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McGill Group Leaves To Tour Emerging Economic Region

McGill University Desautels Faculty of Management

Every year since 2007, a group of students, alumni and faculty from McGill University in Montreal travel to an emerging economic area of the world. The group leaves today on its 2015 “Hot Cities” tour to Jakarta, Bali and Hong Kong.

Previous expeditions of McGill’s Desautels Faculty of Management Hot Cities Tour have gone to Israel, Dubai, India, South Africa, Russia, Mongolia and South Korea.

This year, Hong Kong, Bali and Jakarta are on the itinerary. Hong Kong is already a strongly  established economy and associate professor Karl Moore, who leads the class of 30 students, says spending two and a half days in Hong Kong will illustrate a sharp contrast in economies.  “Partly it’s the contrast to look at Jakarta which is a mess in terms of traffic. It’s incredibly populated, very much a real contrast between wealth and poverty. But enormous growth rates. The fourth largest population in the world and one of the more sprawling countries of the world. So it’s one where we see the future is unfolding there. The slogan of the trip is ‘Taking The Future To The Future.’   That is young people, thirty undergraduates, to where the world economy is growing a lot. And we certainly see that in Indonesia and Hong Kong provides us almost a foil to look at Indonesia.”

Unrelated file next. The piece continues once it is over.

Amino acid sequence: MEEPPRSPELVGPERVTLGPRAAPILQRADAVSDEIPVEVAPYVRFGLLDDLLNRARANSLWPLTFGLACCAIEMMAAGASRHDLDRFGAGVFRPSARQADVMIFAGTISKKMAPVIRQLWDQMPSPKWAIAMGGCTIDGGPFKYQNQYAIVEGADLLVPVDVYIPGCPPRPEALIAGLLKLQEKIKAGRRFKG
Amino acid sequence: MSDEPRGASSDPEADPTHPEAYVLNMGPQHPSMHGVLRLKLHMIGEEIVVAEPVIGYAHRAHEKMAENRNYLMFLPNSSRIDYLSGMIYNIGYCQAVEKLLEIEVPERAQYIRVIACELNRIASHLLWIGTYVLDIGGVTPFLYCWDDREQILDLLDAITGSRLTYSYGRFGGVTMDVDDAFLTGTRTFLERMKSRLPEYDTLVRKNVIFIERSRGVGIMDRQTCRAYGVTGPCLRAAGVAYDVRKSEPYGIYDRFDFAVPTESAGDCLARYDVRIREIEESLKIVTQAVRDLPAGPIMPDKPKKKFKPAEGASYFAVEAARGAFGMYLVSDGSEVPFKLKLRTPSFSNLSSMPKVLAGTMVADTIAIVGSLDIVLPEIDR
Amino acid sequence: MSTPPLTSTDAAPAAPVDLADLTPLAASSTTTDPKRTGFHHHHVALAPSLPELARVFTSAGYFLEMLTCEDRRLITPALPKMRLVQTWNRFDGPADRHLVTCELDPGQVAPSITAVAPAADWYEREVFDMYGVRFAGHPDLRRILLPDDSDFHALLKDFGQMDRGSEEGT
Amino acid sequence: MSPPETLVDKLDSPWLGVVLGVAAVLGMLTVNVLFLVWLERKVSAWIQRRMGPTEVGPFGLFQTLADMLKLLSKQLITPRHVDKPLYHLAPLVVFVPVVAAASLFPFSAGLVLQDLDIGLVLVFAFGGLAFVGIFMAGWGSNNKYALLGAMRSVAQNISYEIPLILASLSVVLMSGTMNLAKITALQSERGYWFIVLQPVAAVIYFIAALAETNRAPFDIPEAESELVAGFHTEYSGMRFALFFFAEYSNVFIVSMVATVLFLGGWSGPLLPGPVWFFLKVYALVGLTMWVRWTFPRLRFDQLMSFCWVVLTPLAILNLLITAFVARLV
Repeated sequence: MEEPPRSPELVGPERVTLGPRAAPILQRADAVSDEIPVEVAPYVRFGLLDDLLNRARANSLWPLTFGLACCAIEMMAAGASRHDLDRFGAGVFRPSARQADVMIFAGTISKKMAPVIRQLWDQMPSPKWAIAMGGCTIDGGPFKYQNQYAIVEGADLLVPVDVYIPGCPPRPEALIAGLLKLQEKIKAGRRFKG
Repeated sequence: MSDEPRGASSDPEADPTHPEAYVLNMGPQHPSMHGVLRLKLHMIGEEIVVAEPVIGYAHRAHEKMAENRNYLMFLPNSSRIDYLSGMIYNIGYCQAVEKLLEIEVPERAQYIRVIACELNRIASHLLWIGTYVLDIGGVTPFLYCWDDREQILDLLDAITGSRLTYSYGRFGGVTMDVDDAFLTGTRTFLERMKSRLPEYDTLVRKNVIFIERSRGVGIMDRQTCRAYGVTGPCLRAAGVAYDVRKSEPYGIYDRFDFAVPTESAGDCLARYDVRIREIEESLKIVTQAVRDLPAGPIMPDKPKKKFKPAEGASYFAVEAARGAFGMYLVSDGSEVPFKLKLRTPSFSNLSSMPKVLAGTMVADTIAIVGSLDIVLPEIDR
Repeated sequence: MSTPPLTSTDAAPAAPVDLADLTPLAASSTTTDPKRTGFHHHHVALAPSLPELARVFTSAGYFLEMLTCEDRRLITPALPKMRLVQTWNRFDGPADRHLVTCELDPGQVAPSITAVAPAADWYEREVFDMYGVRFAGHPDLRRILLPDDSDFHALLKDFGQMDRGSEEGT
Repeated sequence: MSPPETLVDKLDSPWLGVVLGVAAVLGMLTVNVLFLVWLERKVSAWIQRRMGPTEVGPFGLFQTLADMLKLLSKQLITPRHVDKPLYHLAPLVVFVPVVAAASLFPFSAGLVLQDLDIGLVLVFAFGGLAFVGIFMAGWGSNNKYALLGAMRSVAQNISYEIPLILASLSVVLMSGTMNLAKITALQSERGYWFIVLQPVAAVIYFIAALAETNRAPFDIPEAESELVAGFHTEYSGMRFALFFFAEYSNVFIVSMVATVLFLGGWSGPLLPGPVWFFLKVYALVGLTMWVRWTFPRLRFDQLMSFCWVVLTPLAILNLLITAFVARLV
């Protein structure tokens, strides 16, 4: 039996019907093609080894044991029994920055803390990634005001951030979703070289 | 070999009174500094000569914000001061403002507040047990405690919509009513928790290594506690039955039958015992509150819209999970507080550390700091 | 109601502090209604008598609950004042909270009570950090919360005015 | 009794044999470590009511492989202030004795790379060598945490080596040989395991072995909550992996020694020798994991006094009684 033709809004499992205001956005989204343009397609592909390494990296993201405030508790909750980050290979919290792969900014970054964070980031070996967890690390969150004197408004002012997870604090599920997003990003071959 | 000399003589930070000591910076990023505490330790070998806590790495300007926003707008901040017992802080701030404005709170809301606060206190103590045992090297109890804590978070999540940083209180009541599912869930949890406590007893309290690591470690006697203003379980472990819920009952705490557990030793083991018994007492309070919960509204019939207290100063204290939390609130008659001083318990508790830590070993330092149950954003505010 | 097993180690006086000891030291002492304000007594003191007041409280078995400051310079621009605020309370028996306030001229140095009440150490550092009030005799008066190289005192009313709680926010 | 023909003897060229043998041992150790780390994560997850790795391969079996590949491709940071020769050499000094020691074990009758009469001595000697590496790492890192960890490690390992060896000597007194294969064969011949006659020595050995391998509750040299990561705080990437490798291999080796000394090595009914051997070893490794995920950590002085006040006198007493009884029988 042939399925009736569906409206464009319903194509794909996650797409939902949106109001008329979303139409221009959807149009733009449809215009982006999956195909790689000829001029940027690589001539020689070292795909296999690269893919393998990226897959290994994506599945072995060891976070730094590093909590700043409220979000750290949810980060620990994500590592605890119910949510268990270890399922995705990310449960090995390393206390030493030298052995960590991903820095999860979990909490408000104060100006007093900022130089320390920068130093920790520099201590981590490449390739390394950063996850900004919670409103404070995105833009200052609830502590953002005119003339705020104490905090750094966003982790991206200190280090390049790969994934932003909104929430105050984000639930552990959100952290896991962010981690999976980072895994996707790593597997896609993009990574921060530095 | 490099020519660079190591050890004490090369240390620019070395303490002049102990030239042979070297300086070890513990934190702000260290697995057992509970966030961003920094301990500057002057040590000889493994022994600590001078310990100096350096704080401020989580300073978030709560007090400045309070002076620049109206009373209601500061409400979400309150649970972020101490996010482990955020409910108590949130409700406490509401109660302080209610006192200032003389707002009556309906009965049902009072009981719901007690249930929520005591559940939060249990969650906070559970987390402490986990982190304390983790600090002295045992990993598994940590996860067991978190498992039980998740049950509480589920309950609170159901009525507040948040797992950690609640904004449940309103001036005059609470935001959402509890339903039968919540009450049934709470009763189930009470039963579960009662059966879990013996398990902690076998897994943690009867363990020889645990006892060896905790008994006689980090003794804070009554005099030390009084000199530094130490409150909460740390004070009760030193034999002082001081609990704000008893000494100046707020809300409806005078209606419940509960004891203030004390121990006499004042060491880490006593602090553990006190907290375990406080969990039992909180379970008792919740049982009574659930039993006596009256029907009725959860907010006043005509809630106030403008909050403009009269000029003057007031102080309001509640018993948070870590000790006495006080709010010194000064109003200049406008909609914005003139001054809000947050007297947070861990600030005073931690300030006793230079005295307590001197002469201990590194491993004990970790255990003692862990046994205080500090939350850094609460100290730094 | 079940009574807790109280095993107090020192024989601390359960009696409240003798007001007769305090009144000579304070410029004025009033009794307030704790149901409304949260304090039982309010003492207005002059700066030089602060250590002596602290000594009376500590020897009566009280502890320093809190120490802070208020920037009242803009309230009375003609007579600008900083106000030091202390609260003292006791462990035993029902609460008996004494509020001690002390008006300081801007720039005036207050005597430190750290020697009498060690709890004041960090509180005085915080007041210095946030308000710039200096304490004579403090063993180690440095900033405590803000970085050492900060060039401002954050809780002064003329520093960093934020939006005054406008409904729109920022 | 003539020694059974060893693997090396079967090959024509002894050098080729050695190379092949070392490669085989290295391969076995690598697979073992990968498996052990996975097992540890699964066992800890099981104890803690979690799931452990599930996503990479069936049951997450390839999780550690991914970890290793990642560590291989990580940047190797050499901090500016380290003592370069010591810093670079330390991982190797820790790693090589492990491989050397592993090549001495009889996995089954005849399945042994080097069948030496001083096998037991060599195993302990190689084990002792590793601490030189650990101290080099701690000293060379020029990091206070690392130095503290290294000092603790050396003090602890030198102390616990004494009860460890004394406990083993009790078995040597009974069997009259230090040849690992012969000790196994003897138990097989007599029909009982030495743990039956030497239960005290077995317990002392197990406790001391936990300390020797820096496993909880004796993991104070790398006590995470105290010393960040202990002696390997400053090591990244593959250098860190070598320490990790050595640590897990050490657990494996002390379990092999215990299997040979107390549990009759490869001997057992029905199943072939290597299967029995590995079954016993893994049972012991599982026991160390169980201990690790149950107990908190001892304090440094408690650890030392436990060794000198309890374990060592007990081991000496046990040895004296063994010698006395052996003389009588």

Several previous tours have been to Asia and Indonesia. Moore says population growth and political changes are contributing to dynamic growth.   “Part of it is that China has become less communist, more capitalist in a way. But if you look broadly you see enormous growth there because of the middle class which is growing because the systems are loosening enough in terms of the economy. They have greater freedom where there’s a potential for growth. So you see a bunch of interesting dynamics occurring.  The big corporations of the world clearly they’re seeing that the U.S. is the biggest economy. But when we look for growth, which capitalism loves, we see the growth is largely occurring in Asia. And that’s why we keep  going back there.”

Economics undergrad Sabrina Butt is originally from Philadelphia. She came to the Canadian university to seek diversity and believes this trip can broaden her future career opportunities.  “Southeast Asia is an emerging market in itself and being able to meet senior business executives there and seeing how they view business in a different cultural landscape, it would be a completely enriching experience for me. It is an opportunity for us young students to see the future, to see if we can have an impact in these fast growing markets.”

Each of the Hot Cities tour selects a charity to help. This year they hope to raise $5,000 to support the XSProject, which addresses the severe poverty of trash pickers in Jakarta.  “It’s also our duty as business leaders and as aspiring business executives to bring back to the community wherever we are. We all have aspirations for an international impact, a global impact. And it starts with helping these small locations that we’re visiting.”

During the 11-day tour, the travelers will meet with about 20 organizations including corporate leaders, entrepreneurs, and UN ambassadors.

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